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An Insurance Department Newsletter L & T Construction

PREMIUM
Volume 4, Issue 4 April 2014

D ear Readers,

Tidbits 2 In the previous issue, we presented the feature of software system developed by us in
EIP to facilitate smooth processing of insurance requirements from various ICs. This issue
Know your policy 4 would speak of something new. Having covered the risk under a policy of insurance,
we should be able to recover the losses from the insurers who should have adequate
5
financial stability and reserves to pay catastrophic losses.
Case Study
Insurers usually reinsure the risks beyond their retention capacity through an
6
arrangement of reinsurance. The insurers are responsible for payment of claims to the
Did you Know
insured. When the insurer becomes insolvent and unable to pay claims, the insured is
put to hardship and for the recovery of the losses from insurer, the insured shall have to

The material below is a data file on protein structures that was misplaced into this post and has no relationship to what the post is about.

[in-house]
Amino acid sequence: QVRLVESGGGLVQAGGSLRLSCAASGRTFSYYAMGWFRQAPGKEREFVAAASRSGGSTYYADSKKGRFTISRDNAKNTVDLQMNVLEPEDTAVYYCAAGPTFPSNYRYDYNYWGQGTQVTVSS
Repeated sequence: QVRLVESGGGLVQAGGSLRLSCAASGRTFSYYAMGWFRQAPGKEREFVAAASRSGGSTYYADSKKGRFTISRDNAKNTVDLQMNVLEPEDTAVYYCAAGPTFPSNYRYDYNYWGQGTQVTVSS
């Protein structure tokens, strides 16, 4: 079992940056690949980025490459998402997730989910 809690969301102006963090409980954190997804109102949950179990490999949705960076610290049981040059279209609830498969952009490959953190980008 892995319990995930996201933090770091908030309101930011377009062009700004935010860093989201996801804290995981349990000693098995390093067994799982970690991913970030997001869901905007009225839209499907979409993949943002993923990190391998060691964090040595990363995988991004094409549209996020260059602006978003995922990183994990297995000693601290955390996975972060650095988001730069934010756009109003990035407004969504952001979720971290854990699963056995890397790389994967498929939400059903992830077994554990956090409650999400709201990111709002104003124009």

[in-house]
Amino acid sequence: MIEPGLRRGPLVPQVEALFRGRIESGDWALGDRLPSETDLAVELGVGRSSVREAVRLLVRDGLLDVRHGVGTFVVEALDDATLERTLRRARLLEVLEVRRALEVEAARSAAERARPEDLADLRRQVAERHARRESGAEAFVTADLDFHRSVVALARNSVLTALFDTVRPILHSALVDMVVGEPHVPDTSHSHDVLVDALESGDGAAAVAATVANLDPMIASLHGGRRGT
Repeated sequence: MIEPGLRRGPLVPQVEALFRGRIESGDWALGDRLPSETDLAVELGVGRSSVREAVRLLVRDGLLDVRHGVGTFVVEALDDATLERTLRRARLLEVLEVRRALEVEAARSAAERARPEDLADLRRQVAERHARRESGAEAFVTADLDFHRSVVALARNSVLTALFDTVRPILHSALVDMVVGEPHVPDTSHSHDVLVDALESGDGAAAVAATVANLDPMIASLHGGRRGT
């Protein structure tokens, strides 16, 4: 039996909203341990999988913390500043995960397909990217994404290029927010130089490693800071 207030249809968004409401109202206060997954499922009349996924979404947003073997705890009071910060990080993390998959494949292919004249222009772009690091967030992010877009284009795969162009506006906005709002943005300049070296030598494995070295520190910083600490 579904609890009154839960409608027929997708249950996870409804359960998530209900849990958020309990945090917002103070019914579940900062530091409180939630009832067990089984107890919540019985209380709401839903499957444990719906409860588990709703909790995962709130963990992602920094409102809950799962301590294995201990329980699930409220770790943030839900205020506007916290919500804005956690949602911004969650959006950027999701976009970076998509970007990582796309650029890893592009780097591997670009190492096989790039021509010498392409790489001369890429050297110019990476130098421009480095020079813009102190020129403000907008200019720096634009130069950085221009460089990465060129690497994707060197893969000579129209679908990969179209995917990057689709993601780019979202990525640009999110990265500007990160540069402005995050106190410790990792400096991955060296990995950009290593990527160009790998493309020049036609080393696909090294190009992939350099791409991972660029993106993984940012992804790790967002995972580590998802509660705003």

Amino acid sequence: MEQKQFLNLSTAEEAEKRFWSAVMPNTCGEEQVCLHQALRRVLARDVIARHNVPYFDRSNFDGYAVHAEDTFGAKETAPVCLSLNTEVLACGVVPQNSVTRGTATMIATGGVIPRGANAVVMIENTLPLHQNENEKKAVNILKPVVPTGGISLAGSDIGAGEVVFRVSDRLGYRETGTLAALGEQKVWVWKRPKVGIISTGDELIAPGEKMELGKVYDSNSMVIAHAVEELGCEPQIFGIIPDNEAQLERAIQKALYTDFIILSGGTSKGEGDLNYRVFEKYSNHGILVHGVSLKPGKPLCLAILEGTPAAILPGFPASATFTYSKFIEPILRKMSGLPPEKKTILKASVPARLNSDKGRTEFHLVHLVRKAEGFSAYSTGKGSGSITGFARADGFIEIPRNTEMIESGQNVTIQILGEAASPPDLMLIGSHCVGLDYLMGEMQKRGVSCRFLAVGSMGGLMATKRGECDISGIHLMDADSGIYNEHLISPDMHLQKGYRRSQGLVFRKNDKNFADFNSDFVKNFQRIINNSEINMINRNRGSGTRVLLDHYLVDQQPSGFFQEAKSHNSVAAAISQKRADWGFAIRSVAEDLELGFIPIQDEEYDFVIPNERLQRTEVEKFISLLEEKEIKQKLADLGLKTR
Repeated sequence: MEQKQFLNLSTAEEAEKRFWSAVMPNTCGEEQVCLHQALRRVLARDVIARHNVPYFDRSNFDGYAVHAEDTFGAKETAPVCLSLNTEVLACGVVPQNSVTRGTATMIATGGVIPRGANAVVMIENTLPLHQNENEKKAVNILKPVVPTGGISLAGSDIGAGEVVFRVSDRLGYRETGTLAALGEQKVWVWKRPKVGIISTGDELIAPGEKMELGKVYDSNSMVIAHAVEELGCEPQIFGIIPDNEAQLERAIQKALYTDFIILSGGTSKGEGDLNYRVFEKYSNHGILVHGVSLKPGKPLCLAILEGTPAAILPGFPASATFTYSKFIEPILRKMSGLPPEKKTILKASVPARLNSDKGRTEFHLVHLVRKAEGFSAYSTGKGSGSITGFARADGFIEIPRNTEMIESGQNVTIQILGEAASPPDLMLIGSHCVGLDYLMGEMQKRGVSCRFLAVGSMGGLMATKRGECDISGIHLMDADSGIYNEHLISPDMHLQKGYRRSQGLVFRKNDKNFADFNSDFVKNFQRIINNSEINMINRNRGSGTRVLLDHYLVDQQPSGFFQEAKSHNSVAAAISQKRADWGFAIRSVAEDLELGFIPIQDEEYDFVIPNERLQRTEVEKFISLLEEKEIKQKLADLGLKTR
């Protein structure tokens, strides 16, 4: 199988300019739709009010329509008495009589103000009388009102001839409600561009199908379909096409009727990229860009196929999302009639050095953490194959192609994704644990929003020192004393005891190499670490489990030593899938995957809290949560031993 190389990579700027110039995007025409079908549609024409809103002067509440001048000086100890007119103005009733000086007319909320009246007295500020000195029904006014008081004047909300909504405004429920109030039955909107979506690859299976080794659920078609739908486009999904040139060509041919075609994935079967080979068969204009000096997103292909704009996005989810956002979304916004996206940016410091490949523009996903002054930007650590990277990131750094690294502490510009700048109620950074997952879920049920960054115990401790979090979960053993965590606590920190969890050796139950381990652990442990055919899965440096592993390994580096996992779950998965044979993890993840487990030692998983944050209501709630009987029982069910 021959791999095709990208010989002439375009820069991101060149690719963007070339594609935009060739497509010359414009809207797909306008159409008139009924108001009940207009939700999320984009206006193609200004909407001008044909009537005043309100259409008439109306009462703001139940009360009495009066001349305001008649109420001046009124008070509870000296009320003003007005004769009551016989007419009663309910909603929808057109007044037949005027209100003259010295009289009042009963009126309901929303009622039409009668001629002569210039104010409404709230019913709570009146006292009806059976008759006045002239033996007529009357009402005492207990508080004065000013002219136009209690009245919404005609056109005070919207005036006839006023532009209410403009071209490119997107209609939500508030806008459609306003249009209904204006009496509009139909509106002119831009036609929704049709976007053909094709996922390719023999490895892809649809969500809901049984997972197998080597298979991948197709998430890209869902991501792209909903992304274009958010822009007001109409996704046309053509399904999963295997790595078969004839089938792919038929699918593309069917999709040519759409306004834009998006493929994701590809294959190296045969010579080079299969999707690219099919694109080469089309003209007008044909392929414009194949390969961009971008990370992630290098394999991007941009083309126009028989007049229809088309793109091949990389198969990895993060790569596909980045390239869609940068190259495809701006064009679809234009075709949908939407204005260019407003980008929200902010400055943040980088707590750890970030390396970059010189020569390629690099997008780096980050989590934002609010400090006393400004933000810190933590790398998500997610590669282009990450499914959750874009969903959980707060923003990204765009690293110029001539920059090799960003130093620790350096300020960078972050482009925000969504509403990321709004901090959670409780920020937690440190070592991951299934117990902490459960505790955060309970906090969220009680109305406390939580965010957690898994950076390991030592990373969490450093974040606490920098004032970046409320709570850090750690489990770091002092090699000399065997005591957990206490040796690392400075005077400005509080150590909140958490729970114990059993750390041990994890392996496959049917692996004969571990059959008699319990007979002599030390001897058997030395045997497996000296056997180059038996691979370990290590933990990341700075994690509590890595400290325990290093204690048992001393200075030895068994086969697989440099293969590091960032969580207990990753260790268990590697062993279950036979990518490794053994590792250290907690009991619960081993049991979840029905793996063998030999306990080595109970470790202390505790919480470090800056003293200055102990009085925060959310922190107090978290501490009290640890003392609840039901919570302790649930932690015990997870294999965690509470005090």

Quiz 7 resort to judicial remedies, which is time consuming. The insured cannot claim the losses
from the reinsurer, as there is no contract between them.
Glossary & Cartoon Corner 8 To mitigate this hardship, a condition, called cut through clause when incorporated in
an insurance policy may come to the rescue of the insured. This issue would elaborate
this further for better understanding of the said clause.
Apart from the above, this issue carries many interesting articles as usual.
Wishing all of you good days ahead from Insurance department.
Happy reading.
Warm regards

R. Jayakumar
An Insurance Department Newsletter L & T Construction

Page 2
Premium

TID BIDS
General Insurers total premium rises 12.23% in FY14:
The gross direct premium underwritten by four public sector insurers was at